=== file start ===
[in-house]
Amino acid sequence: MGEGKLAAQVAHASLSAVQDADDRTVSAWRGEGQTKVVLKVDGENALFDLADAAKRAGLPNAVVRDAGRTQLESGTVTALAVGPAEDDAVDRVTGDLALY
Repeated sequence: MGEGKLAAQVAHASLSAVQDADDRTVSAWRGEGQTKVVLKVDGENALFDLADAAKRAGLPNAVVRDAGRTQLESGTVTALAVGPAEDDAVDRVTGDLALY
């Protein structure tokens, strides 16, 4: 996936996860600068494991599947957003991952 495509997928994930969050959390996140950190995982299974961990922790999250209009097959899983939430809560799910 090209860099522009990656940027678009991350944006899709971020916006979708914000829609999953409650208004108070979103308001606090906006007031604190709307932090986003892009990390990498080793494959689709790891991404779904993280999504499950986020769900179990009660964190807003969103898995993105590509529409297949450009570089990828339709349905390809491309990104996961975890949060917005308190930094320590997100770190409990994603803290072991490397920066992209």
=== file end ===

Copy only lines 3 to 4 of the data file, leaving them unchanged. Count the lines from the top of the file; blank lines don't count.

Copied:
Repeated sequence: MGEGKLAAQVAHASLSAVQDADDRTVSAWRGEGQTKVVLKVDGENALFDLADAAKRAGLPNAVVRDAGRTQLESGTVTALAVGPAEDDAVDRVTGDLALY
């Protein structure tokens, strides 16, 4: 996936996860600068494991599947957003991952 495509997928994930969050959390996140950190995982299974961990922790999250209009097959899983939430809560799910 090209860099522009990656940027678009991350944006899709971020916006979708914000829609999953409650208004108070979103308001606090906006007031604190709307932090986003892009990390990498080793494959689709790891991404779904993280999504499950986020769900179990009660964190807003969103898995993105590509529409297949450009570089990828339709349905390809491309990104996961975890949060917005308190930094320590997100770190409990994603803290072991490397920066992209």